Workers unload rice from a truck in northeastern Thailand. Pic: AP.

Disastrous support scheme was put in place for political rather than economic reasons

Thailand has largely ended its disastrous scheme to subsidize rice farmers, having lost the country’s position as the world’s biggest exporter and left it an estimated US$2 billion in the hole with vast amounts of rice deteriorating in warehouses. The prime minister faces corruption charges and rebellion from angry farmers who form the backbone of her party’s rural support.

From the time the program was put into effect in 2011, economists were predicting it would end in fiasco. It has. Farmers and traders have now returned to the commercial markets.

Given that the power base of the ousted fugitive former Premier Thaksin Shinawatra and the surrogate governments he was running from outside the country was in Thailand’s rural north and east, the plan was to buy farmers’ loyalty by paying them 40 to 50 percent over the global price for their rice and holding it off the market.

The assumption was that since Thailand was the world’s biggest rice exporter and that US production was sharply off in 2011, the combination of the shortage and Thailand’s absence from the global market would drive prices sky high and allow the government to sell what it had bought from the farmers at the new price.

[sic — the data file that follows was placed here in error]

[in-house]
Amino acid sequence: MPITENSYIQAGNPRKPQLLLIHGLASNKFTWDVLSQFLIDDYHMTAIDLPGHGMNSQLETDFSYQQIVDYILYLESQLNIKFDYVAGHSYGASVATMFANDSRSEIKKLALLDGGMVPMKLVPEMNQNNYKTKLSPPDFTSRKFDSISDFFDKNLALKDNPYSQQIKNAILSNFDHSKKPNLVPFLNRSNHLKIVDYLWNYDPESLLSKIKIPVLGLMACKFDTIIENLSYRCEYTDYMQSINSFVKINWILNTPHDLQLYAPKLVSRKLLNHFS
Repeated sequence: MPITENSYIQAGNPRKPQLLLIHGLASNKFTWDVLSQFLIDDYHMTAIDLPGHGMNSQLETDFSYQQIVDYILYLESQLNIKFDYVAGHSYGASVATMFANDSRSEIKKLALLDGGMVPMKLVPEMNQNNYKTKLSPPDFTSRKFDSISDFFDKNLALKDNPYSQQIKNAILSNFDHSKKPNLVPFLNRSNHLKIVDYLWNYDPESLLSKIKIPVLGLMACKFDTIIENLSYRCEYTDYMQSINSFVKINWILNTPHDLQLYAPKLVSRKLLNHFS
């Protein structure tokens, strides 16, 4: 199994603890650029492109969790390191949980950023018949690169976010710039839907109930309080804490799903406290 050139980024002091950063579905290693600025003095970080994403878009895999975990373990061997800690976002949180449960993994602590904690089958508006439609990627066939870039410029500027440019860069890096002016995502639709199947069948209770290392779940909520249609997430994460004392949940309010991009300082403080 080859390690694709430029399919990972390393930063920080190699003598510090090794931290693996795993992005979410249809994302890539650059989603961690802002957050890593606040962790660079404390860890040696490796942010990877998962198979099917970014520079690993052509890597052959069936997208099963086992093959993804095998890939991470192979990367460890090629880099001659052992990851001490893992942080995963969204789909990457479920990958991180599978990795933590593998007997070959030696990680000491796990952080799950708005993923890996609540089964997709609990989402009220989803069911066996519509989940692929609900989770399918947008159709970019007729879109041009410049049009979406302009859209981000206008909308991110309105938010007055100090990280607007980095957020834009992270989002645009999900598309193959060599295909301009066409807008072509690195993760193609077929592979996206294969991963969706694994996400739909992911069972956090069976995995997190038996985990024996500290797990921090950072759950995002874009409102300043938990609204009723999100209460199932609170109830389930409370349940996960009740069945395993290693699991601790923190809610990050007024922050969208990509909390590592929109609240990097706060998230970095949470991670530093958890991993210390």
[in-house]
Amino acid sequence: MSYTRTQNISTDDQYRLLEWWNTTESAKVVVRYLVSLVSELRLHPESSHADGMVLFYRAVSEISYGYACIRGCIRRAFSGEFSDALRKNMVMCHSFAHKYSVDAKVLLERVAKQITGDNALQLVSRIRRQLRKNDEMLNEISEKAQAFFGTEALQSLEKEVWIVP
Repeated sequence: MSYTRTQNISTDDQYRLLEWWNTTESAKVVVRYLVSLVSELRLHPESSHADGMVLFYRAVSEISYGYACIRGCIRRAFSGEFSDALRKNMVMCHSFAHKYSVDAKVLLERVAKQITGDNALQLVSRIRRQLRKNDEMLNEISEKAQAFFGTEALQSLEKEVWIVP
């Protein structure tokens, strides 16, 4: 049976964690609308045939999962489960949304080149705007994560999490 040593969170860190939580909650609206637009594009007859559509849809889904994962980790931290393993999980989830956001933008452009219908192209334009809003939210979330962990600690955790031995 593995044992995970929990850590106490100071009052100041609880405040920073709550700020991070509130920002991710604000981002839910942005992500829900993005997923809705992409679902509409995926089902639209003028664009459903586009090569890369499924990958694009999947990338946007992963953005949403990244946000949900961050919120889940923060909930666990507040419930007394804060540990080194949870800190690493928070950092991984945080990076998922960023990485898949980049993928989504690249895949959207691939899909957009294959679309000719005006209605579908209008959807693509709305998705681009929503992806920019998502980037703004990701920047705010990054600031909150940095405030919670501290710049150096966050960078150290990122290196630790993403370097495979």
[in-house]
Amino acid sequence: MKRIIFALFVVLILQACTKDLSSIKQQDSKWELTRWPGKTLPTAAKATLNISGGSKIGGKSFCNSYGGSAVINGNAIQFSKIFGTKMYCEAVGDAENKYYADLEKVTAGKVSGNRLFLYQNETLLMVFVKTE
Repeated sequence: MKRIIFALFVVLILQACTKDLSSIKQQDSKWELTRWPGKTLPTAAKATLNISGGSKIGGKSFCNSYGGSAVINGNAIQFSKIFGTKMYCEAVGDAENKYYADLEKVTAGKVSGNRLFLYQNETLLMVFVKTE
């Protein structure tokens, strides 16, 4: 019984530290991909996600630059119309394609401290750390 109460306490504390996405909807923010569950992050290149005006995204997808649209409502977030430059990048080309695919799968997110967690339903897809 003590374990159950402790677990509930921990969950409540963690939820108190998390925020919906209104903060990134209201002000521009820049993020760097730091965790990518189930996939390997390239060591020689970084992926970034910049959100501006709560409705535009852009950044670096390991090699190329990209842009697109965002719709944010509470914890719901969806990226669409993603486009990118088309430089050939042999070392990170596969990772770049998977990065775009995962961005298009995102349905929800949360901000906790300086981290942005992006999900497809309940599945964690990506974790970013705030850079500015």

Thailand had been the world’s biggest rice exporter since 1932, exporting 9.03 million tonnes in 2009. By 2013, exports had dropped by more than 3 million tonnes because the rice the government had accumulated was economically unsaleable. India and Vietnam and India, both recognizing an opportunity to be exploited, raised their export levels, selling at largely the prevailing market price after a short bump upwards while Thailand was stuck with uncompetitive stocks.

India thus pushed Thailand into second place as global exporter, only slightly ahead of Vietnam, exporting 6.72 million tonnes in 2013 to 6.7 million tonnes for Vietnam.

The program also left the Pheu Thai government with a growing surplus that eventually hit more than 12 million tonnes, much of it facing quality issues from deterioration. The government is still believed to be holding as much as 10 million tonnes, which it is trying to sell at a rate believed to be 20-30 percent below its purchase price.

From the start, Thai farmers, seeing the riches to be made from selling rice to the government at substantial levels over the global price, began planting from border to border of their farms. Middlemen and rice traders are believed to have cleaned up through corruption. Some traders were caught trucking in cheap rice bought in Myanmar and selling it to the Thai government.

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